David Lean / Cert PG / 86 mins / UK (1945)

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"One of the most vivid, impassioned and painfully believable love stories ever committed to celluloid." ★★★★★ Tom Huddleston, Time Out

After a chance meeting on a train platform, married doctor (Trevor Howard) and suburban housewife (Celia Johnson) begin a muted but passionate, and ultimately doomed, love affair. With its fog-enshrouded setting, swooning Rachmaninoff score, and pair of remarkable performances (Johnson was nominated for an Oscar), this film, directed by David Lean and based on Noël Coward’s play Still Life, deftly explores the thrill, pain, and tenderness of an illicit romance, and it has influenced many a cinematic brief encounter since its release.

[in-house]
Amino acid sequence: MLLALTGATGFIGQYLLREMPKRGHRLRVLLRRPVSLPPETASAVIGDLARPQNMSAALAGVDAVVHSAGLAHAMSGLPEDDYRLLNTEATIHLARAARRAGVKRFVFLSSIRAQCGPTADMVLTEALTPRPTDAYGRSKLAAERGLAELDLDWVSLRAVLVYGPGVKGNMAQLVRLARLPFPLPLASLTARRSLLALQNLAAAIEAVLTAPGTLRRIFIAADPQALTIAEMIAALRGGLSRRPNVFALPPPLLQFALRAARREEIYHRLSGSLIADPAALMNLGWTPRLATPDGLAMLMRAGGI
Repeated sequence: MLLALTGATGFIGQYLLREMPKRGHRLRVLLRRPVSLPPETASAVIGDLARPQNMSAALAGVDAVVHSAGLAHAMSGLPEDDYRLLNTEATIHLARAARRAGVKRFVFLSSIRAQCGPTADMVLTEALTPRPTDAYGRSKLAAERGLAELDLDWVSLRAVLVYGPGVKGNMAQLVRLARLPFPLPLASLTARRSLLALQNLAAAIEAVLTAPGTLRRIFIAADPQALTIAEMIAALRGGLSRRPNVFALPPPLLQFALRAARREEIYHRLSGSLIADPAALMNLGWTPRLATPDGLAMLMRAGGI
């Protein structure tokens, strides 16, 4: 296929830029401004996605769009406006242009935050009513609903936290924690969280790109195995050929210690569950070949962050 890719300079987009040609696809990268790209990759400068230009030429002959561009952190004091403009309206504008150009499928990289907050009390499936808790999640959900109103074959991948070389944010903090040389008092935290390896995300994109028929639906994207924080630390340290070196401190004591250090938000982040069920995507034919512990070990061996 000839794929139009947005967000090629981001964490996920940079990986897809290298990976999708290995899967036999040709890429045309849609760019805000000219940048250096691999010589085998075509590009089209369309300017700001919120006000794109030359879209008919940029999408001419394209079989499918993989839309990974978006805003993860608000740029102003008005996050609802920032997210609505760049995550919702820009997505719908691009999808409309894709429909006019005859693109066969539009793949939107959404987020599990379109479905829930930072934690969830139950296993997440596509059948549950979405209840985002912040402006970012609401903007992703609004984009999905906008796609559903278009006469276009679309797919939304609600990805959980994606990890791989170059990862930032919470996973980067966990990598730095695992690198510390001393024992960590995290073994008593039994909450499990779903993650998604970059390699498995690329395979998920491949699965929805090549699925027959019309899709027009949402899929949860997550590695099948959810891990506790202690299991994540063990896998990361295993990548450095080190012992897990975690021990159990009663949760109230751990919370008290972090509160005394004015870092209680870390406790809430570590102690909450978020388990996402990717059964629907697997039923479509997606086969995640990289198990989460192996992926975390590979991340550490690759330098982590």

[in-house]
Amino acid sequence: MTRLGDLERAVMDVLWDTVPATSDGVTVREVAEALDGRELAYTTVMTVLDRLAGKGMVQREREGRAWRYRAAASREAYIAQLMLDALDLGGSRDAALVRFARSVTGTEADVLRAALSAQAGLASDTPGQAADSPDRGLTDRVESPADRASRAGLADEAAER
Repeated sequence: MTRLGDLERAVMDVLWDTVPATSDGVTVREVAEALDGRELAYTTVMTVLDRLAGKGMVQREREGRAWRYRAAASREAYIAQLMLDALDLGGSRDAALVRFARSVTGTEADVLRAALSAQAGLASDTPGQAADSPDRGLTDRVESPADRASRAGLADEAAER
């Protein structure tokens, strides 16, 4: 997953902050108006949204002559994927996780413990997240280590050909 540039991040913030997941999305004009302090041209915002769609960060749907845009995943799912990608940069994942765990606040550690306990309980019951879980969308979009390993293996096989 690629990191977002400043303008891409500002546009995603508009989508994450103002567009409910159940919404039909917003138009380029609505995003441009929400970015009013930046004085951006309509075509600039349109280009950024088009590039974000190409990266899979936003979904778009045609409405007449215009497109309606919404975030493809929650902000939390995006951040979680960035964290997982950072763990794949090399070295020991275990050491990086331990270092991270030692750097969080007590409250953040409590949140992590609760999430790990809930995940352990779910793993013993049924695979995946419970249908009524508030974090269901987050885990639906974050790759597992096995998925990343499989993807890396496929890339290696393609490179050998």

Author Zadie Smith shares a passion for this film, which was her father's favourite when it first came out.  She says:  "The film is really about the dream life of the English, those secret parts of us that are most important and to which we have least access... If you pass over the superficial culture shocks of 60 years passed (a lending library in Boots the chemist! a string quartet in a railway café!), it is as astute about the English character as it ever was."  There you go: supreme cultural insight + the most famous break-up scene in the history of cinema.  Enjoy!

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